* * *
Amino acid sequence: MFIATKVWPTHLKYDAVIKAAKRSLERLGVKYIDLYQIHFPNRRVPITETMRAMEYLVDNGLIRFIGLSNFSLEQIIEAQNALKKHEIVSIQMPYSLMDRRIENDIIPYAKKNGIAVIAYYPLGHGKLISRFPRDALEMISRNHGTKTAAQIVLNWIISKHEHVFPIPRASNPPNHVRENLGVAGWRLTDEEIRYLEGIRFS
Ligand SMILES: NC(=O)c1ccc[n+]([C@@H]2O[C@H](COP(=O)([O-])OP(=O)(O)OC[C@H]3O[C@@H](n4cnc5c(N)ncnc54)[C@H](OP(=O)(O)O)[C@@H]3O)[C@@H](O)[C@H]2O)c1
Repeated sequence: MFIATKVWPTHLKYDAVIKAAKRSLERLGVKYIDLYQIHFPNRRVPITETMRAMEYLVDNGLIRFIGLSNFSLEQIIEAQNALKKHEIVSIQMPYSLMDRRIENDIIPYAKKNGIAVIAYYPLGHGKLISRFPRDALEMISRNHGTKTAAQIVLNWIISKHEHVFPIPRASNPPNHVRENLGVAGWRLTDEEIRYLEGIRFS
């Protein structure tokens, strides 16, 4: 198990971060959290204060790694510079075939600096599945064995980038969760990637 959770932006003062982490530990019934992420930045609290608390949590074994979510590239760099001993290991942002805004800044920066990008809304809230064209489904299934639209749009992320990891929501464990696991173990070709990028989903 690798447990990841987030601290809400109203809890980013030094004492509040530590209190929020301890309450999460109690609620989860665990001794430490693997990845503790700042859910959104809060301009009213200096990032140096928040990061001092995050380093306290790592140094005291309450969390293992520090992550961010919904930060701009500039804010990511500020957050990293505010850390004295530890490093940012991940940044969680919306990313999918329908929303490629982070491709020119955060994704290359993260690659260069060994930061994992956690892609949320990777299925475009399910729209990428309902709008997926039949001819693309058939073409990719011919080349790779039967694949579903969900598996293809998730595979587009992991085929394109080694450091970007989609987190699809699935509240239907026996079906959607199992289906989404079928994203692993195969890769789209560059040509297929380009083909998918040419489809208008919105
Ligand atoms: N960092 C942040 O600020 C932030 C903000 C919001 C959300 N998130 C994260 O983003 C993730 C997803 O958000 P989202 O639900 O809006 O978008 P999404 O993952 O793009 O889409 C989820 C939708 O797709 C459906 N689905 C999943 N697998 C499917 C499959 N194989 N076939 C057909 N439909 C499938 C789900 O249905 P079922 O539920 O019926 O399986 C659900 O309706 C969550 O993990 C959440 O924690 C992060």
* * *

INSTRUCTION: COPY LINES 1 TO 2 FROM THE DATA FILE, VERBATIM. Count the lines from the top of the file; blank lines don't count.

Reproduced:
Amino acid sequence: MFIATKVWPTHLKYDAVIKAAKRSLERLGVKYIDLYQIHFPNRRVPITETMRAMEYLVDNGLIRFIGLSNFSLEQIIEAQNALKKHEIVSIQMPYSLMDRRIENDIIPYAKKNGIAVIAYYPLGHGKLISRFPRDALEMISRNHGTKTAAQIVLNWIISKHEHVFPIPRASNPPNHVRENLGVAGWRLTDEEIRYLEGIRFS
Ligand SMILES: NC(=O)c1ccc[n+]([C@@H]2O[C@H](COP(=O)([O-])OP(=O)(O)OC[C@H]3O[C@@H](n4cnc5c(N)ncnc54)[C@H](OP(=O)(O)O)[C@@H]3O)[C@@H](O)[C@H]2O)c1